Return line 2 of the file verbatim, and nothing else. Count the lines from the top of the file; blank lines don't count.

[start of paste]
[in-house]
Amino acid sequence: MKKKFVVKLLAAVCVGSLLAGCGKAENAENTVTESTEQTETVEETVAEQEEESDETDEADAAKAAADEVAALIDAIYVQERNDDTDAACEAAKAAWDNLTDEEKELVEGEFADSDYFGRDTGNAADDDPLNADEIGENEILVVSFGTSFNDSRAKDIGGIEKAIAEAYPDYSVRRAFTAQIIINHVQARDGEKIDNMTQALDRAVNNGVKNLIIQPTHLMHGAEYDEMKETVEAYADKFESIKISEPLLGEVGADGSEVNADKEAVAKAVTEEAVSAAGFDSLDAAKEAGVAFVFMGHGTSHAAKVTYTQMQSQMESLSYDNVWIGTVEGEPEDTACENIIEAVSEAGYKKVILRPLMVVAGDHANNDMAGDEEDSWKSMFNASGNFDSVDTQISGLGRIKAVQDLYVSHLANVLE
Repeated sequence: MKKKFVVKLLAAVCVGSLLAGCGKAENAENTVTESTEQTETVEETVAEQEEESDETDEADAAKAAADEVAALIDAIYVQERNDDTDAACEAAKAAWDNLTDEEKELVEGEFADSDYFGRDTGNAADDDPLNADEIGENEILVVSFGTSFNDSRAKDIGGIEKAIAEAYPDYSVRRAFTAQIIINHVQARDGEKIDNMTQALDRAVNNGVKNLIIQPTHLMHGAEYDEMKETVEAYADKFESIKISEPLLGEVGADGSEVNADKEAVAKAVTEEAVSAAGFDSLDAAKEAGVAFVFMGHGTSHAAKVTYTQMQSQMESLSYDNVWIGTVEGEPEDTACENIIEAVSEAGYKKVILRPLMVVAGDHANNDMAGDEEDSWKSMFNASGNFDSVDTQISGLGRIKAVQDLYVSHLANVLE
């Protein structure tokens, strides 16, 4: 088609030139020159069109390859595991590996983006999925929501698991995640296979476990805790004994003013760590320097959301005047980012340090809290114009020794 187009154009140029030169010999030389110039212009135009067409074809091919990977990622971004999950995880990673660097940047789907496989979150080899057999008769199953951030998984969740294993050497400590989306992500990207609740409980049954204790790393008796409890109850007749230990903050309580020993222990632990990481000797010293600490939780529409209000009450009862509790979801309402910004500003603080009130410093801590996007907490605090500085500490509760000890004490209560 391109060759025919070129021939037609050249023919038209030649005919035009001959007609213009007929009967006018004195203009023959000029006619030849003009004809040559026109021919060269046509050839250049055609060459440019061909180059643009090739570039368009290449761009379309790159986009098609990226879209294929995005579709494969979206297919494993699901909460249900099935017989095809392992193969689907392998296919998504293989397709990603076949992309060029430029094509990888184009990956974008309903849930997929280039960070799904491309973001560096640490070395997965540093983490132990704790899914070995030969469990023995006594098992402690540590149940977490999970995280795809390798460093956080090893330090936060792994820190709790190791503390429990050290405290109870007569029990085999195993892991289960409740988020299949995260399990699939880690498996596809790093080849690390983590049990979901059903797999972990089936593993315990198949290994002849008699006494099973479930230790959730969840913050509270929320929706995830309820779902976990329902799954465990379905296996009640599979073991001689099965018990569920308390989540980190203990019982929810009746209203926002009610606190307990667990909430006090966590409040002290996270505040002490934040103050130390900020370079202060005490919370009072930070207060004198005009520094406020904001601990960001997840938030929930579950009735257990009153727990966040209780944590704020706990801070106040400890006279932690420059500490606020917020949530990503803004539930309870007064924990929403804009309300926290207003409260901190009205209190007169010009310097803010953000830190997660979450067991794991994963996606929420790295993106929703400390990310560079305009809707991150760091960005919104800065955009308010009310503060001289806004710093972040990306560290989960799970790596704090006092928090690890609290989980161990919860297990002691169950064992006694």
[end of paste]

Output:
Amino acid sequence: MKKKFVVKLLAAVCVGSLLAGCGKAENAENTVTESTEQTETVEETVAEQEEESDETDEADAAKAAADEVAALIDAIYVQERNDDTDAACEAAKAAWDNLTDEEKELVEGEFADSDYFGRDTGNAADDDPLNADEIGENEILVVSFGTSFNDSRAKDIGGIEKAIAEAYPDYSVRRAFTAQIIINHVQARDGEKIDNMTQALDRAVNNGVKNLIIQPTHLMHGAEYDEMKETVEAYADKFESIKISEPLLGEVGADGSEVNADKEAVAKAVTEEAVSAAGFDSLDAAKEAGVAFVFMGHGTSHAAKVTYTQMQSQMESLSYDNVWIGTVEGEPEDTACENIIEAVSEAGYKKVILRPLMVVAGDHANNDMAGDEEDSWKSMFNASGNFDSVDTQISGLGRIKAVQDLYVSHLANVLE